Morning After: America Reckons With Itself, Giffords is “Able to Communicate”

Arizona Shooting Updates:

Yesterday, Democratic Congresswoman Gabrielle Giffords was shot while hosting a public event outside a Safeway grocery store. 11 others were also shot. 6 were killed, including John McCarthy Roll, Chief Judge of the U.S. District Court Arizona, three Giffords staffers and a nine-year old girl.

Obama has called for a Moment of Silence for 11 am EST on Monday.

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Gabrielle Giffords Gets Better:

Gabrielle Giffords, who was shot in the head yesterday by a psychotic human named Jared Lee Loughner, remains hospitalized and her Doctors are “optimistic” about her chances of survival. They have been able to control her bleeding and are “very, very encouraged” by her ability to respond nonverbally to commands by doing things like squeezing a hand or showing fingers.

The bullet went through Giffords’ head on the left side of her brain. Paramedics attribute her survival to “good luck” and “the fact that paramedics got her to surgeons quickly – in under 40 minutes.”

The Gay Intern Who Saved Giffords Life

Meet Daniel Hernandez:

Twenty-year-old University of Arizona student Daniel Hernandez is being credited with saving the life of Rep. Gabrielle Giffords who was critically injured during a shooting in Tucson on Saturday.

According to the Arizona Republic, Hernandez was standing near Giffords during the “Congress on Your Corner” event when the gunfire began. After running toward the sound of the shots, Hernandez assisted the injured by checking for pulses, and when he reached Giffords, he applied pressure to the gunshot wound on her forehead, then pulled her into his lap so she was upright and wouldn’t choke on her blood.

Hernandez then rode with with Giffords to the hospital.

Hernandez, who confirmed he is gay to Instant Tea, is also a member of the City of Tucson Commission on Gay, Lesbian, Bisexual and Transgender Issues. Of Giffords, Hernandez says,  “She’s been a great ally to the LGBT community.”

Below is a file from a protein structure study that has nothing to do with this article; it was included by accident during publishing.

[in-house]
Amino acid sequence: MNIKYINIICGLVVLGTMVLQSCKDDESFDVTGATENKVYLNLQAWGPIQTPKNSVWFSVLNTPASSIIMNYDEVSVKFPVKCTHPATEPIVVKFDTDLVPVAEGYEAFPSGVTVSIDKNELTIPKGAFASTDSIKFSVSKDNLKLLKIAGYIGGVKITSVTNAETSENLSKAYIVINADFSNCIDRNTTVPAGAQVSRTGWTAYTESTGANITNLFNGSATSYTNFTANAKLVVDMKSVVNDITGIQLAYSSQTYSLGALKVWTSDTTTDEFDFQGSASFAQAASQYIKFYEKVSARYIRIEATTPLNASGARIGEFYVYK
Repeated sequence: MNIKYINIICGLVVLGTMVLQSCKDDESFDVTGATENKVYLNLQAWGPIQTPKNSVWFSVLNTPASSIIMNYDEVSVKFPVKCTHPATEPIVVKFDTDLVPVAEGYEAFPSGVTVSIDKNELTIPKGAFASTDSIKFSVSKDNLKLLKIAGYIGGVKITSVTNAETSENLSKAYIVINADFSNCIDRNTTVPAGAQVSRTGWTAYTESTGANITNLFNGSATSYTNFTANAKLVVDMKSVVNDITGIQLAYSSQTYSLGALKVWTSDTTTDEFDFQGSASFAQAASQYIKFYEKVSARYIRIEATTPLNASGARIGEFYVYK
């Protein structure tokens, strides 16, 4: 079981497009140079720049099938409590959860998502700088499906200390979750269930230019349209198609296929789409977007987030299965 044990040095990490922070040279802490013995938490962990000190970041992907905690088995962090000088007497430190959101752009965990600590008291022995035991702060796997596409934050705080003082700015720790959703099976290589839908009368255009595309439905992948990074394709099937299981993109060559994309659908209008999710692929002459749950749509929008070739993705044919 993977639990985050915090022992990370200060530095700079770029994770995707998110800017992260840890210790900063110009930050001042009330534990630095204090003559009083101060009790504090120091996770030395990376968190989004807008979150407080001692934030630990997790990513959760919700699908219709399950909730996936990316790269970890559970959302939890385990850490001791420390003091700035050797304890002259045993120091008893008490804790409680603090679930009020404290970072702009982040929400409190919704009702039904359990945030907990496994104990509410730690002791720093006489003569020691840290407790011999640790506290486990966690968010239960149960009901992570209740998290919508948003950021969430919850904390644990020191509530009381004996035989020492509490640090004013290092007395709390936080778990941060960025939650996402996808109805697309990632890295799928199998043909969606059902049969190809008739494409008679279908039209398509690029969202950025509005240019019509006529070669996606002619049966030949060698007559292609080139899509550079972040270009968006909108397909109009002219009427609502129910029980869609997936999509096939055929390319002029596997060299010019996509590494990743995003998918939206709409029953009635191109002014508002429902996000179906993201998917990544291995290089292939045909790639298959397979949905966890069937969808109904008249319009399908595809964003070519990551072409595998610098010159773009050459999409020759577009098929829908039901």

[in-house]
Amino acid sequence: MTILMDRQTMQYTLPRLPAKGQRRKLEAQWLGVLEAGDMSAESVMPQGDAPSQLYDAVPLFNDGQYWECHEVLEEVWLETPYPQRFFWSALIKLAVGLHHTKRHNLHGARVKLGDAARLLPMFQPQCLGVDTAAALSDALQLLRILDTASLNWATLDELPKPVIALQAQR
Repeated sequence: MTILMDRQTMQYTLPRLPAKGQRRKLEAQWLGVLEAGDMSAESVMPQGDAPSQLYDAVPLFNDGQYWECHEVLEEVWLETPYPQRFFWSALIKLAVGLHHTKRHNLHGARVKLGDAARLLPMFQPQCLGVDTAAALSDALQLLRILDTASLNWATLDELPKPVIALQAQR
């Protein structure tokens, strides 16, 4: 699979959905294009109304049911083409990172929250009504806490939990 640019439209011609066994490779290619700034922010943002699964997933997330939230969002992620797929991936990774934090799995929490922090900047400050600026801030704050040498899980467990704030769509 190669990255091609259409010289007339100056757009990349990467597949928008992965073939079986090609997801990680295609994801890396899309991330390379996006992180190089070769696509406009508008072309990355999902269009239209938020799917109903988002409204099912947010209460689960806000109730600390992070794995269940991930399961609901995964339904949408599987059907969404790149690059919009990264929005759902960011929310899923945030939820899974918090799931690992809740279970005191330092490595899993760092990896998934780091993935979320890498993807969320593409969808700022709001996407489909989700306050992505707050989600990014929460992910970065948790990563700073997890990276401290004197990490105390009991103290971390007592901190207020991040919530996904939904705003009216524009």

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Second Person of Interest is No Longer Interesting

The “Loughler did not work alone” theory has been squashed as police are now satisfied that the second “person of interest” was just going to Safeway to get some macaroni or something, and although sometimes waiting in line at Safeway makes everybody feel a little testy, he resisted the urge to DESTROY THE FUCKING COUNTRY AND THE LIVES OF HUMAN BEINGS INCLUDING A NINE YEAR OLD CHILD like Dear Dear Jared Lee Loughner, WORST PERSON OF THE YEAR.

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Speaking Out Against Violent Rhetoric:

Today’s been a big moment of reckoning for many of our country’s pundits and politicians. Yesterday many were surprised but impressed by Pima County Sheriff Clarence Dupnik’s choice to speak the hard truth:

When you look at unbalanced people, how they respond to the vitriol that comes out of certain mouths about tearing down the government — the anger, the hatred, the bigotry that goes on in this country is getting to be outrageous.  And unfortunately, Arizona, I think, has become the capital. We have become the mecca for prejudice and bigotry… Let me say one thing, because people tend to pooh-pooh this business about all the vitriol that we hear inflaming the American public by people who make a living off of doing that,” the sheriff said during a press conference. “That may be free speech, but it’s not without consequences.”

A Republican Senator spoke anonymously to Politico about the state of rhetoric in his party:

A senior Republican senator, speaking anonymously in order to freely discuss the tragedy, told POLITICO that the Giffords shooting should be taken as a “cautionary tale” by Republicans.

“There is a need for some reflection here – what is too far now?” said the senator. “What was too far when Oklahoma City happened is accepted now. There’s been a desensitizing. These town halls and cable TV and talk radio, everybody’s trying to outdo each other.”

The vast majority of tea party activists, this senator said, ought not be impugned.

“They’re talking about things most mainstream Americans are talking about, like spending and debt,” the Republican said, before adding that politicians of all stripes need to emphasize in the coming days that “tone matters.”

“And the Republican Party in particular needs to reinforce that,” the senator said.

Keith Olbermann’s Special Special Comment addressed the fact that “violence, or the threat of violence, has no place in our Democracy.” He apologizes for anything he’s said that may have “even inadvertently encouraged violence” and calls on other pundits and politicians to redact their own incinidary statements, namely Sarah Palin, Bill O’Reilly, Glenn Beck and Jesse Owens.